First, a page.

Medical Malpractice Lawyer

Doctors take an oath to do no harm, and there are several ways that they can violate that oath. When they fail to provide the care they owe to their patients, negative things can occur, like injuries, or life-altering actions that leave them worse off than when they came in for care. These violations are malpractice and negligence, and below you’ll learn about four of the most common types.

1. Surgical Errors

Malpractice under this category refers to any mistake made during a surgery or similar medical procedure that leads to complications. Inpatient and outpatient surgeries can both involve malpractice, and patients can either develop their complications while still at the hospital, or at home while recovering.

Surgical errors can include everything from allergic reactions to tools and materials used in the surgery to foreign objects left inside the patient’s body.

2. Labor and Delivery Errors

Although it’s a natural part of life, delivery of a baby can be dangerous. Doctors who deliver newborns have two patients’ lives to consider, which means there are twice as many risks.

For example, if a doctor mishandles a newborn’s head during delivery or does not monitor the baby’s oxygen, it can lead to long-term issues like cerebral palsy and nerve damage. 

Other complications during labor occur with the mother. If a doctor performs a C-section when it isn’t necessary, it can lead to undue suffering or chronic injuries. And a doctor who dismisses red flags—like high blood pressure or excessive blood loss—is endangering the life of the mother.

3. Failure to Treat

Failure to treat a patient means anything from a complete lack of treatment to subpar treatment. Doctors put patients at risk for further suffering or even death when they ignore or minimize a patient’s complaint.

A common example of failure to treat is the negligence in long-term care facilities like nursing homes. When patients are bedridden for long periods of time, they develop bedsores. These are ulcers caused by pressure points and can develop into life-threatening infections. Many hospitals do not treat these sores as seriously as they should, or even ignore them altogether.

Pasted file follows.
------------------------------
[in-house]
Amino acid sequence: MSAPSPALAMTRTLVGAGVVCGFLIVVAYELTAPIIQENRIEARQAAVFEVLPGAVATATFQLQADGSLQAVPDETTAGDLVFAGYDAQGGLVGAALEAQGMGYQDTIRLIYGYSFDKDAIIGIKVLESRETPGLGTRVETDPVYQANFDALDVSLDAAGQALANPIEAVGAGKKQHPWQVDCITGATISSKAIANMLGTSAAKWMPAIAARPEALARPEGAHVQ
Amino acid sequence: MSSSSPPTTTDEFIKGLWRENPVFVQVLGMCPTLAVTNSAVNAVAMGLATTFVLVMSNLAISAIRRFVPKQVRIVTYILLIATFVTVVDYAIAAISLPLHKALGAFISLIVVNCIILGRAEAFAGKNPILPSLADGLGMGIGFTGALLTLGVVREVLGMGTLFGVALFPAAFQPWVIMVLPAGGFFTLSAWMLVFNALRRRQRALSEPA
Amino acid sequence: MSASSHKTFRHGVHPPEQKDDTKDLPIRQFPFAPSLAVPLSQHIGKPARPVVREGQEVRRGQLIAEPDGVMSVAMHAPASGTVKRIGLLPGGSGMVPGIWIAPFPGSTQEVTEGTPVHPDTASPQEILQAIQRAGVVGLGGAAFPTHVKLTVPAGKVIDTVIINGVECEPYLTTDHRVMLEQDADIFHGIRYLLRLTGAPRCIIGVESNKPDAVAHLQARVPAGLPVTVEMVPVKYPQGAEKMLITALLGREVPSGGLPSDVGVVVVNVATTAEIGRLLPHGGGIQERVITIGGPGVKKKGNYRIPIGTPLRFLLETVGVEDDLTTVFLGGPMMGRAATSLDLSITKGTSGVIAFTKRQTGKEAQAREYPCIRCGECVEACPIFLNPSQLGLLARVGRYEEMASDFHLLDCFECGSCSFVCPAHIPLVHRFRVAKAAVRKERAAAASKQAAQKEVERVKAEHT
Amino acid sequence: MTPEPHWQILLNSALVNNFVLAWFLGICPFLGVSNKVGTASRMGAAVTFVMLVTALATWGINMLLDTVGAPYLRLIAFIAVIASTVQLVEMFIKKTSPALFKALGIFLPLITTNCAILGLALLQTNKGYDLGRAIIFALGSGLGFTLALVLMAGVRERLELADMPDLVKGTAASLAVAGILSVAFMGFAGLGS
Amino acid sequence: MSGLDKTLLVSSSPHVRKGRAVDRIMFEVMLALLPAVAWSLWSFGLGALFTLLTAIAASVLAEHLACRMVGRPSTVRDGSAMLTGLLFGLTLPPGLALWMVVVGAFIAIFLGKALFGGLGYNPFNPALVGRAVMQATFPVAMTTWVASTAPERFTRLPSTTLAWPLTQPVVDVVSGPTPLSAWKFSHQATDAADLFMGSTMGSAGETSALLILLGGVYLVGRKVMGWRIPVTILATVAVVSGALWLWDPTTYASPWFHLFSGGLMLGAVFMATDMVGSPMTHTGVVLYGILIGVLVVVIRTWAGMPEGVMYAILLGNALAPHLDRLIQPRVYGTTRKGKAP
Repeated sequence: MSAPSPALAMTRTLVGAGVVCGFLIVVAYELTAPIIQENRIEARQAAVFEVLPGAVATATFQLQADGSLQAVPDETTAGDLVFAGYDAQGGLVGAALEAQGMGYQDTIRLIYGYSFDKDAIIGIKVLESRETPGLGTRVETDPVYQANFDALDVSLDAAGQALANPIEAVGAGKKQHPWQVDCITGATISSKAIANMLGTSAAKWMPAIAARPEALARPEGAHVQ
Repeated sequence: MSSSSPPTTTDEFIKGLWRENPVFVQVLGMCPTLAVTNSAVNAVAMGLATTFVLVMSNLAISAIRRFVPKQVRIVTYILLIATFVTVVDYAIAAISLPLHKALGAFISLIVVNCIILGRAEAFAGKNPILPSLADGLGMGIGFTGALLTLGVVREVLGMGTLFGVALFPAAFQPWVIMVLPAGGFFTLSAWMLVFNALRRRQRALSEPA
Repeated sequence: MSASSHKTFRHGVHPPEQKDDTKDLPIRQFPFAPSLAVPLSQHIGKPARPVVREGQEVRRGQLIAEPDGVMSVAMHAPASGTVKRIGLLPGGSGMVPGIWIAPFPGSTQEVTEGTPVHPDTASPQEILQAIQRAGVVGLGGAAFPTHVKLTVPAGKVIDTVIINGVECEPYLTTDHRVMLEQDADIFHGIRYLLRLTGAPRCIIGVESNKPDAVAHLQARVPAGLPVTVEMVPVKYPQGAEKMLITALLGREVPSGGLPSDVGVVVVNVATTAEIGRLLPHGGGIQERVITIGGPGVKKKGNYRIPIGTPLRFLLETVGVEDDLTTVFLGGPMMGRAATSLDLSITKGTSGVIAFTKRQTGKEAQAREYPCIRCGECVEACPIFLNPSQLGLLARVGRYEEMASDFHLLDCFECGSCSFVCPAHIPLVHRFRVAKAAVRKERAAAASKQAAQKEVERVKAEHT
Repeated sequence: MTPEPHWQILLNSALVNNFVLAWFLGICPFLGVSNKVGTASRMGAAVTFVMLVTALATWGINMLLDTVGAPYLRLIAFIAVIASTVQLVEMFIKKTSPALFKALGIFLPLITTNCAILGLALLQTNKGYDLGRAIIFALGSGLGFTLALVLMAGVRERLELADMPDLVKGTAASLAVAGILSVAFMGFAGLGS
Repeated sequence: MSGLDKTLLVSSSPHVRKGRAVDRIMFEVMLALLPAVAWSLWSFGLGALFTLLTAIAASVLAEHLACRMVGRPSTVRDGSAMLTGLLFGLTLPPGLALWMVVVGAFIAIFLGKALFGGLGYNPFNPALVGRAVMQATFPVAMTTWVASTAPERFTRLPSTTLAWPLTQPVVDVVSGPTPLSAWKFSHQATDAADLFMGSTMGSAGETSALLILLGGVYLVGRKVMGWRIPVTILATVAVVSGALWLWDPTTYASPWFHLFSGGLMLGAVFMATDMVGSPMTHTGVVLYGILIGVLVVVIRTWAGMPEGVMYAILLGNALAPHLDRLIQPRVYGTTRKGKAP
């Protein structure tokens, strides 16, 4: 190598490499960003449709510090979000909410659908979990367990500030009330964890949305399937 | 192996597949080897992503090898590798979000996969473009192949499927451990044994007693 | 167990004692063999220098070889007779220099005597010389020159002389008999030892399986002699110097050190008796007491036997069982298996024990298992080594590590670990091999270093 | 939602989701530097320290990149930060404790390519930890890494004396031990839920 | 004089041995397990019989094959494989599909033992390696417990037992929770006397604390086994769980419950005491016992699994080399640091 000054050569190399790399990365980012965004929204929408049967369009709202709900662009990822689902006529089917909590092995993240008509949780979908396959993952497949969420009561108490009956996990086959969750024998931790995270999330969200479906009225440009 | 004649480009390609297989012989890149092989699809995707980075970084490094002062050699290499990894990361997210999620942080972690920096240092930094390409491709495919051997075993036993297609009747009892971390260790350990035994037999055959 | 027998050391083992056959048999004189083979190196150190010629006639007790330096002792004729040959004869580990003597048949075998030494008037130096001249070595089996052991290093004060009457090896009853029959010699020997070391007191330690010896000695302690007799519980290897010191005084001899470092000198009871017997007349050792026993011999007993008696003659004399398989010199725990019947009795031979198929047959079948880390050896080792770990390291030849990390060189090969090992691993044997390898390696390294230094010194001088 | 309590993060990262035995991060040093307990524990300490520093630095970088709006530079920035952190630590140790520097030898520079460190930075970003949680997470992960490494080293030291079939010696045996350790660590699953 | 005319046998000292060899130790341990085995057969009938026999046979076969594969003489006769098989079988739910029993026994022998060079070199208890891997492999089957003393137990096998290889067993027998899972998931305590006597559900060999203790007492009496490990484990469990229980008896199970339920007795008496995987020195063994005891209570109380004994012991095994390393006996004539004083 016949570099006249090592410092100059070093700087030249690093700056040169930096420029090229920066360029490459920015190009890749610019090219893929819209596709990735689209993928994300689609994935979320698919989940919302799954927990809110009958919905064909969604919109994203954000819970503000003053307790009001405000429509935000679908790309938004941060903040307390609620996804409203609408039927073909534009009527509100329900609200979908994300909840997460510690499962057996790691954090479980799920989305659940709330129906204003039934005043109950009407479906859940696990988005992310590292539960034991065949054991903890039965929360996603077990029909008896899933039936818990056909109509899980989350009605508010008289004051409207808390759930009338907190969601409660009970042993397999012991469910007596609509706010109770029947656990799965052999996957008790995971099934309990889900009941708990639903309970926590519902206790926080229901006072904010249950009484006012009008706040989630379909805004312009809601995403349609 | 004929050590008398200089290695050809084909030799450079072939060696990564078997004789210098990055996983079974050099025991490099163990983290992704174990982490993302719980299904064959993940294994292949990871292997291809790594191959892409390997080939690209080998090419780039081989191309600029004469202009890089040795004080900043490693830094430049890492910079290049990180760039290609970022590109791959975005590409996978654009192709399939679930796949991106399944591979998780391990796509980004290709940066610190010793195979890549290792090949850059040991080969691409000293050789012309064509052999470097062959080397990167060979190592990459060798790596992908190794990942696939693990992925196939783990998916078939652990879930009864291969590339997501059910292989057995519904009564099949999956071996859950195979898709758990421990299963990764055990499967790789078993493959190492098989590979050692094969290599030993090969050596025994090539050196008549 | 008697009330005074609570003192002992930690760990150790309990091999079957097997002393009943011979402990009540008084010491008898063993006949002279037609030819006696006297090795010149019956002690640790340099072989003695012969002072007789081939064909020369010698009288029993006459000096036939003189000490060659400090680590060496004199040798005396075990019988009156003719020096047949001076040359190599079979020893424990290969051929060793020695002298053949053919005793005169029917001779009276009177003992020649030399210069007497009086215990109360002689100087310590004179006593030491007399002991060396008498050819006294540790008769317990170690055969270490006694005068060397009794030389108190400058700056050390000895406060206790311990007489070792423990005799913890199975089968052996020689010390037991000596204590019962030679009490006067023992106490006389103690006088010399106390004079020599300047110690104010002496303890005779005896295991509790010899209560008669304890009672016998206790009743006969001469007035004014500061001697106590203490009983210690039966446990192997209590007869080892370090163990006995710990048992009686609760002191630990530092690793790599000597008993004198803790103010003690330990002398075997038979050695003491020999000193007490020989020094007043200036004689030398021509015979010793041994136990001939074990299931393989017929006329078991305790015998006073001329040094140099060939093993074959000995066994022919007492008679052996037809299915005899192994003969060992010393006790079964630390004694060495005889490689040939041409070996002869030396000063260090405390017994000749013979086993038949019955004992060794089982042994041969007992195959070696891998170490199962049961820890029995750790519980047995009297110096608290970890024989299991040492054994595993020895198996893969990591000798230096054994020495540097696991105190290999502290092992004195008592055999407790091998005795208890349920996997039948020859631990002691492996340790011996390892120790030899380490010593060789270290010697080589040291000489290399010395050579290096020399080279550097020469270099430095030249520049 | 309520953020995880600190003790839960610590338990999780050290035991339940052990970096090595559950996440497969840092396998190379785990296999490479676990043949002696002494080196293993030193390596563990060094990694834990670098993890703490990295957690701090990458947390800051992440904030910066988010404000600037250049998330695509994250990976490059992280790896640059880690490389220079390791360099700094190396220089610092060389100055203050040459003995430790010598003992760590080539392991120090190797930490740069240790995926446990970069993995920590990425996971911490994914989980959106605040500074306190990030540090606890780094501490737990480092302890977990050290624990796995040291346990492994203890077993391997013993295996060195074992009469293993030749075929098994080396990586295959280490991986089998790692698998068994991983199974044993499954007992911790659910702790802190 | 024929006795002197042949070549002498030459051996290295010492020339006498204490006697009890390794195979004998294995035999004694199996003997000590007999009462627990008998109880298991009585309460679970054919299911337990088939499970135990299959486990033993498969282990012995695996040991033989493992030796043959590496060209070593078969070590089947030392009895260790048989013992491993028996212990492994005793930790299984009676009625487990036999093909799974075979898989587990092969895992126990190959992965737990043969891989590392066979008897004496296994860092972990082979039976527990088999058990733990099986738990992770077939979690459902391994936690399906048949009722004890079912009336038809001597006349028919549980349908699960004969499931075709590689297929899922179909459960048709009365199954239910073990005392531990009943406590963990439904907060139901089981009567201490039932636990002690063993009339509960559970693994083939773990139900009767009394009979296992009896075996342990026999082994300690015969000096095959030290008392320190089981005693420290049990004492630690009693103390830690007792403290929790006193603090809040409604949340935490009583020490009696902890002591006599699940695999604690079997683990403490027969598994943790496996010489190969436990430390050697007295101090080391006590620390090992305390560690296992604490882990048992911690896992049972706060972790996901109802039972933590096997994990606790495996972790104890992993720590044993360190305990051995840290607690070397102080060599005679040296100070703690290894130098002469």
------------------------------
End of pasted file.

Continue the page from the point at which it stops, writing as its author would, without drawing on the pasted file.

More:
4. Misdiagnoses

Misdiagnoses are sometimes a part of the medical process. There are several conditions that have similar symptoms, and doctors can only diagnose these through a lengthy process of elimination. In these cases, misdiagnosis usually just means frustration and delayed relief on the part of the patient. Other times, it’s serious.

For example, if a doctor misdiagnoses a precancerous mole as benign and doesn’t send it for biopsy or further testing, the patient can later develop a far more advanced, deadly form of skin cancer.

Other times, doctors may diagnose a patient with something worse than what they actually have. In these situations, patients can end up on heavy-duty drugs or go through invasive surgery that was never necessary.

Remember: if you think you’re the victim of these or any other types of medical malpractice, it’s important to seek legal counsel. As a medical malpractice from a firm like Hall-Justice recommends